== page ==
He has written enough about Austria’s sense of drama over the centuries. And somewhere between the work of Thomas Bernhard and the songs of Reinhard Fendreich and the goals of Hansi Krankl and Ralph Rangnick, a self-confessed Austrian fan even before he became national coach, he must have heard he was dealing with a critical, sometimes brilliant, sure-but unique audience must do it. . However, as the sun set behind the Ernst Abel Stadium on Monday evening, Austria set out to offer their new team president a rather unique start to a long evening. Even if the score at 1:2 against Denmark is wrong.
In the evening, the electricity went out in Vienna’s second district, Leopoldstadt. What was initially noticeable only at Abel Stadium was the lack of a video wall. Not so bad, others met an even worse fate: in the neighboring Prater, meanwhile, people were stuck in rides a hundred meters above the ground. After that, the flood lights in the stadium were no longer working, which is why the kick-off of the second match of the Nations League in Group A was postponed indefinitely.
Radetzky March, DJ Ötzi and Anton from Tyrol and Falco’s “Out of the Dark”
The 18,700 fans at Abel Stadium – not a particularly luxurious venue – then put together a very charming Austrian bridge programme. As it got darker with the passage of time, people clapped in tunes to “Life is life.” Then the flags were waved to the beat of Radetzky Marsh, and there was still enough power for DJ Ötzi. The national anthem says “People gifted for the beautiful” and although “Anton of Tyrol” is not a testament to that line, it was the highlight of the substitution program: La Ola rolled across the stadium as a wave of lights for the blue Danube Waltz, the atmosphere was breathtaking in Three to four times.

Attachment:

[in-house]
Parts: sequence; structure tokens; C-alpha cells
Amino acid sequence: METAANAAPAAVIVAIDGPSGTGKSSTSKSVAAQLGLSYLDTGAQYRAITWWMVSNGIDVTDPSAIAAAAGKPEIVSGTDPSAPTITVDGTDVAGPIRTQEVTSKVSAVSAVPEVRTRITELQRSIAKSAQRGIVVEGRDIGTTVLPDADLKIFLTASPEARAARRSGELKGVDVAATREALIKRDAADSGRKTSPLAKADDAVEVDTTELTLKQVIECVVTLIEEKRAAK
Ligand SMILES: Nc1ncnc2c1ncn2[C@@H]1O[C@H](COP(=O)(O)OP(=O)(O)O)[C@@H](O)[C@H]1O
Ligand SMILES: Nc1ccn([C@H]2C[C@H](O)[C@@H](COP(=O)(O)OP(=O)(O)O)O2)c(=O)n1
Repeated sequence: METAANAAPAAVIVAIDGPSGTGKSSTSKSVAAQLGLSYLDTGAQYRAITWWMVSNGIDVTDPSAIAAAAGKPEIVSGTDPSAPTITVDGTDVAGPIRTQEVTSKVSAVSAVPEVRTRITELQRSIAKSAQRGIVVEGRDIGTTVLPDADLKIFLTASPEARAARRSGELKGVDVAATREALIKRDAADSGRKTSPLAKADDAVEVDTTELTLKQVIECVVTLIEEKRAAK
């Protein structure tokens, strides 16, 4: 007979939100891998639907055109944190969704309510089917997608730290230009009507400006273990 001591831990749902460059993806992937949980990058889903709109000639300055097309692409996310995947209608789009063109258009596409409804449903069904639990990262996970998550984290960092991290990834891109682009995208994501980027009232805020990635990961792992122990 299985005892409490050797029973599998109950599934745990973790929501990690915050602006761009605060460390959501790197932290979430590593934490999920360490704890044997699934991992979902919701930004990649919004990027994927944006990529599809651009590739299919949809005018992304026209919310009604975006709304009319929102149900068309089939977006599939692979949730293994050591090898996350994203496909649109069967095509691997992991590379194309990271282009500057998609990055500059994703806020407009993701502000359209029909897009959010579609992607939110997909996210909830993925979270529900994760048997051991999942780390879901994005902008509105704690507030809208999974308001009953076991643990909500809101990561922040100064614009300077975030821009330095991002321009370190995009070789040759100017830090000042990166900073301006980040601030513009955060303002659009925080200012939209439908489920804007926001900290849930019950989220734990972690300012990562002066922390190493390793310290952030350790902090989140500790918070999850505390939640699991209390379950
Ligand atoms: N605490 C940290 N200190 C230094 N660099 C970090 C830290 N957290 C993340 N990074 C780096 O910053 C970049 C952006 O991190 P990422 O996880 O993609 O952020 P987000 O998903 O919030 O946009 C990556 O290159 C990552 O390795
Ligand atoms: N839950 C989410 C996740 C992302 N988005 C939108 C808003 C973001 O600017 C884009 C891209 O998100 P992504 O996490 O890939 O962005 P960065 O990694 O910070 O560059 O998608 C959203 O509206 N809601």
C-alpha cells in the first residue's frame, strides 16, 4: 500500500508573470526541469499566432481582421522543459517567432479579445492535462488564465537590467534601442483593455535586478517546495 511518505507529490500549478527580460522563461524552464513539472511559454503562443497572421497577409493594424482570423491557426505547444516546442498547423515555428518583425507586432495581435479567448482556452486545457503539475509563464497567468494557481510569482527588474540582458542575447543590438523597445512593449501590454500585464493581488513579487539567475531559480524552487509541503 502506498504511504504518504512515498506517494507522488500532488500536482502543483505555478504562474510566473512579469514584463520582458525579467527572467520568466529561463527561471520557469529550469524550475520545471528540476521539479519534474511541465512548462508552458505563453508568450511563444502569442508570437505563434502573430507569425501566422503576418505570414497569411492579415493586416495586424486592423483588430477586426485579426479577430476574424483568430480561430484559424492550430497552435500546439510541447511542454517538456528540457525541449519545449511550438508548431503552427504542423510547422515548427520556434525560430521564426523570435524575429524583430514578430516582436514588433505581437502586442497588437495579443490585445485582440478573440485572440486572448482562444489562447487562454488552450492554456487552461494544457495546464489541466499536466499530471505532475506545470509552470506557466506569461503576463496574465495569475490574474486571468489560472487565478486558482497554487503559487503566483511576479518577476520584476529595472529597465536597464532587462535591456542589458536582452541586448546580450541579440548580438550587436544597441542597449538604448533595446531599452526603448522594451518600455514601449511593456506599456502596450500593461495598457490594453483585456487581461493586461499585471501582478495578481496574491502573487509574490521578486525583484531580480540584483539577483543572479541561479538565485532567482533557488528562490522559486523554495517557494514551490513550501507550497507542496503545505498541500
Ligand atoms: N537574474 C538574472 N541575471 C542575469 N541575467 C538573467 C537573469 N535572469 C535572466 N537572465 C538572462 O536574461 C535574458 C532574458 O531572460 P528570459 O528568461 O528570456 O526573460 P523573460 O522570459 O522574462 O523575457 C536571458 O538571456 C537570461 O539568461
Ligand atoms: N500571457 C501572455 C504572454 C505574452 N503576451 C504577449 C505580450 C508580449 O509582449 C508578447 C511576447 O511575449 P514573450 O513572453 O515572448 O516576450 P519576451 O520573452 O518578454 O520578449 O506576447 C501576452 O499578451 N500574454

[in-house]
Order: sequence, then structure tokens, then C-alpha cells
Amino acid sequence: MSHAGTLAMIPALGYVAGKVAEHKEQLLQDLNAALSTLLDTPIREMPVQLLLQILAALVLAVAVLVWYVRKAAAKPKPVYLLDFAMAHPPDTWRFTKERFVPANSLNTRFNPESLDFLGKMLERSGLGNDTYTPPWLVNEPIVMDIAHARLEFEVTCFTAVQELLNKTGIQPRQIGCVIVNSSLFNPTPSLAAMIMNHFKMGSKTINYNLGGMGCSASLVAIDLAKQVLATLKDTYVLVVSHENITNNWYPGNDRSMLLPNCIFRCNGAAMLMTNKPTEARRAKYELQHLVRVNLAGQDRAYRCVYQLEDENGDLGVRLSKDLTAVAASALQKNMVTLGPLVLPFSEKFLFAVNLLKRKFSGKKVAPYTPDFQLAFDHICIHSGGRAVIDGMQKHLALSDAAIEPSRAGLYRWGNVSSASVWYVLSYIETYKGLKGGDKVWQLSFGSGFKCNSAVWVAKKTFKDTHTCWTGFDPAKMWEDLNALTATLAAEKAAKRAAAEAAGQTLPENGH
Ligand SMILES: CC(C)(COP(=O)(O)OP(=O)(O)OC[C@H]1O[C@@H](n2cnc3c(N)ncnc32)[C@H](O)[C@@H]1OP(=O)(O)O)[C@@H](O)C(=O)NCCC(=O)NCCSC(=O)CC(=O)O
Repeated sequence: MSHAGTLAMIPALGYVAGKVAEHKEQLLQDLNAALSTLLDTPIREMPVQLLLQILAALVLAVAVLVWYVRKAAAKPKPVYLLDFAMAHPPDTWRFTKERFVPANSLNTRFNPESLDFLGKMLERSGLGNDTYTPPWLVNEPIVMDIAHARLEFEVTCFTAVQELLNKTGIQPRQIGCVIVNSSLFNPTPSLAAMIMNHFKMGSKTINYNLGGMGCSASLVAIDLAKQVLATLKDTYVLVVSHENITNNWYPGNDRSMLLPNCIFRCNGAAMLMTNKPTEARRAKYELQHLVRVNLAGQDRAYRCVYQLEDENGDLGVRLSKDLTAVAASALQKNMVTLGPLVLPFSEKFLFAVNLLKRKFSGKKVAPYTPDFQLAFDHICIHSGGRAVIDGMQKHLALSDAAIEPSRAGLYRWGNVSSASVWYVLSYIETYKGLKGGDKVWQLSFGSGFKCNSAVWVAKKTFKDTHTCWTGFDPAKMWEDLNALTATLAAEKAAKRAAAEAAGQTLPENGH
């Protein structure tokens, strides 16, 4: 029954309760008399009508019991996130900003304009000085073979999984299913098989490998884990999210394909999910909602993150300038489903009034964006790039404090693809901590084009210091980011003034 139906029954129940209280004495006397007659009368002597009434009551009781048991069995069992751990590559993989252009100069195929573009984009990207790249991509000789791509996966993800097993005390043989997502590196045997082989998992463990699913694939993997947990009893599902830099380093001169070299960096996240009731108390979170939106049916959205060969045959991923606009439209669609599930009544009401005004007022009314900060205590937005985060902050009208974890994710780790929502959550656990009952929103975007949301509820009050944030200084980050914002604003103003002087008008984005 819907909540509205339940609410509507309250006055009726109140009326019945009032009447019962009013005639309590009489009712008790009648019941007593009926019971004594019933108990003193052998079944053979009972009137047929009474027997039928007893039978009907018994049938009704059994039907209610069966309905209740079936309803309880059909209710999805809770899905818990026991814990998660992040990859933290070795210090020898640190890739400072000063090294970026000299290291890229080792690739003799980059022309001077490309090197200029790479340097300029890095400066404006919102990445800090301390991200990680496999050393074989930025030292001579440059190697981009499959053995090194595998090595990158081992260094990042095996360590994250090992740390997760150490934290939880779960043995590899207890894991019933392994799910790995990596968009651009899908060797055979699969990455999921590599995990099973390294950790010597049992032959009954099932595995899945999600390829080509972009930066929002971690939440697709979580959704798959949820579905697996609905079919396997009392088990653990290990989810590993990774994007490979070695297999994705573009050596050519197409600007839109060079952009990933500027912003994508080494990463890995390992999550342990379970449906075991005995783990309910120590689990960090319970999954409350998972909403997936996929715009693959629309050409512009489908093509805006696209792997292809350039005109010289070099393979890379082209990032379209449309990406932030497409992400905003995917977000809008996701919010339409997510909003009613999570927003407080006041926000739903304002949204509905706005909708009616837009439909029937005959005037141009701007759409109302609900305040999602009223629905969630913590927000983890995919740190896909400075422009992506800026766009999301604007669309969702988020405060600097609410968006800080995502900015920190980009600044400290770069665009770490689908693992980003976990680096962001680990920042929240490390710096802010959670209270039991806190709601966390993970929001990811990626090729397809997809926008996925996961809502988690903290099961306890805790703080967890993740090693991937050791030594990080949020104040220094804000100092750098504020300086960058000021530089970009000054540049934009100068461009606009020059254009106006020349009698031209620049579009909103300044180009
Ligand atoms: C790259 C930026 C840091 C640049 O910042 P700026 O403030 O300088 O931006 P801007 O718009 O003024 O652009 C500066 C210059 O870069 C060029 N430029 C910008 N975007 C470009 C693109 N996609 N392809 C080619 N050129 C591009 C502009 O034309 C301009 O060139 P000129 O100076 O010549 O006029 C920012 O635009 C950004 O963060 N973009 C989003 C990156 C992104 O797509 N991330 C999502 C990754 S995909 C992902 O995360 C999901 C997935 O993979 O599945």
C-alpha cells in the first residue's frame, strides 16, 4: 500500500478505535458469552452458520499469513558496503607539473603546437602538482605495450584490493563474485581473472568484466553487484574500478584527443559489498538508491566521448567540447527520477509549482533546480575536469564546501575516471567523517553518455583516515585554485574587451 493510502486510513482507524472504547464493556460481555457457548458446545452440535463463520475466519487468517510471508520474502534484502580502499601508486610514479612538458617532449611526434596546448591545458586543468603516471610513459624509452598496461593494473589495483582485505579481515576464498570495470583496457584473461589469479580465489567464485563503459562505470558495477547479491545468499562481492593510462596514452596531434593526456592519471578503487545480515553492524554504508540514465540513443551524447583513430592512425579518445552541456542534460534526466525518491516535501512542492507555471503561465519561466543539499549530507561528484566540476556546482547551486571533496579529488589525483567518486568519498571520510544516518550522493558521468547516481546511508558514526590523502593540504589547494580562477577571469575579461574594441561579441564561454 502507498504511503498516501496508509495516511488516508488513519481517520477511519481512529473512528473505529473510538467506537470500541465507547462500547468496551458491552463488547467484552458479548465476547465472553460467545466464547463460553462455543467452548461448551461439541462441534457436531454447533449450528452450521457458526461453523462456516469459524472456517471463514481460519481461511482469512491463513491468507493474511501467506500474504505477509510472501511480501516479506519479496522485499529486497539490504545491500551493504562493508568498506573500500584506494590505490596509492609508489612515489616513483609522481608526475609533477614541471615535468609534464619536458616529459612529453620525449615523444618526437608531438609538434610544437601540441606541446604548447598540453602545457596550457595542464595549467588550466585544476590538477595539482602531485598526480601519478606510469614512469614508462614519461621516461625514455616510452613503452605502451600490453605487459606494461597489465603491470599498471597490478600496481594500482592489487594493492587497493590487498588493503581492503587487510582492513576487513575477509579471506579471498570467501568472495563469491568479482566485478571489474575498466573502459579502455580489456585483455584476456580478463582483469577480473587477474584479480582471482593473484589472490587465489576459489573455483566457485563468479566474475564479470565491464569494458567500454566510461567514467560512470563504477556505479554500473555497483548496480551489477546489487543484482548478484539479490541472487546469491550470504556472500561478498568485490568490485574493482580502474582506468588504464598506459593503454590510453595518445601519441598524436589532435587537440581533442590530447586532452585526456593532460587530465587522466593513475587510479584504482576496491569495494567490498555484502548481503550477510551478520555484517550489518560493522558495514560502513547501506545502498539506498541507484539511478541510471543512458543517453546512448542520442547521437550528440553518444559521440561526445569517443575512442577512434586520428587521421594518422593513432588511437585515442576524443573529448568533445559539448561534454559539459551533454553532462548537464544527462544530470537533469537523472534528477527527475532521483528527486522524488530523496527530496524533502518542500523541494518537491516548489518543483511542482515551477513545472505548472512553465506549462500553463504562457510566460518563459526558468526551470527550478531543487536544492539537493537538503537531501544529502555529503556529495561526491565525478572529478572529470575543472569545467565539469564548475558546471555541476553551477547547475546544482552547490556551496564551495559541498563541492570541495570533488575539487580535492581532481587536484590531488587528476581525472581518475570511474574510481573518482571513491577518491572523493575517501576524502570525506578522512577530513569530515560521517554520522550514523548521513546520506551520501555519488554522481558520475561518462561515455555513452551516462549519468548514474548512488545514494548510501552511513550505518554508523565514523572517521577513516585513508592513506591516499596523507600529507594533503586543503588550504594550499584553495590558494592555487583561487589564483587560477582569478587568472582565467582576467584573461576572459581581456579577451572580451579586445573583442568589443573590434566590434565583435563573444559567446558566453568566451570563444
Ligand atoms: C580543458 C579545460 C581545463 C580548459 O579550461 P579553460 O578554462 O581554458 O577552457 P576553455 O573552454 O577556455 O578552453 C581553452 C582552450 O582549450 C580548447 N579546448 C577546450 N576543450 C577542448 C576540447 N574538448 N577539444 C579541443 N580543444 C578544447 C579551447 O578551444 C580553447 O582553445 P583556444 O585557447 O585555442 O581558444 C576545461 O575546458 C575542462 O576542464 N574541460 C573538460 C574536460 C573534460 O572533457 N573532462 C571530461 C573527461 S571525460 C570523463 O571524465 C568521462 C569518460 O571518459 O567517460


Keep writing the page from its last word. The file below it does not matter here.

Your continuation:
However, Blue Danube Waltz is only the closing in on the New Year’s Eve party, which is why Falco’s epic “Out of the Dark” was taped shortly afterwards – and of course the light returned exactly in these minutes.
So it was also possible to play football, which seemed to be a comeback. Rangnick and guest coach Kasper Hjolmand sent their players to warm up again, with the kids still awake. Another Radetzky practice later, at 10:15 p.m., an hour and a half later, blew the match whistle that should have provided more insight into whether a week for Rangnick was enough for further real development.
There was a lot to be said about it in the 90 minutes, as the Austrians fell behind in the 27th minute via a Pierre-Emile Hogberg goal, but then found good answers. The pressure worked (and led to 1:1 through Xaver Schlager, who took advantage of a goalkeeper error), the combos and running tracks looked perfectly trained, and David Alaba was able to bring his qualities to the match opener much better than he had under Rangnick’s predecessor Franco. Fouda. Austria was the better team in the second half. However, Marko Arnautovic missed the best opportunity to take the lead in his 100th international game – the Danes, who were very effective in front of goal, were able to do so late in the game: Jens Streiger Larsen’s 85th minute goal prevented Austria from going ahead. With a proper score, the drama of a late tie overtook the team this time around.
“If everything is going well now, it would also be abnormal,” Rangnick said afterwards, but at the press conference he openly praised his team – the poor turnaround of opportunities alone is a reminder of the failures of the past few years.
The stadium announcer gives a metaphor for the early days under Ralf Rangnick
Despite the defeat, after only a few days in Rangnick, a small wave of euphoria slowly loomed in Austrian football. The mood among the spectators was remarkably good after the match, just after midnight – late as never before in the long history of the Vienna Stadium. In the second leg against France on Friday, the entire Abel Stadium sold out for the first time in a long time. This may be due to the many well-known players on the world champion team, but also because the Austrians can calculate chances against very good teams under their new coach.
As a tentative recap of the first 10 days under Ralph Rangnick, legendary stadium announcer Andy Marek’s sentence from the opening is good. The spectators were only supposed to give hope that the match would go on — but sometimes, the power outages provided opportunities for football metaphors: “Sometimes,” said Marek, “the electricity is in areas where it wasn’t right before.”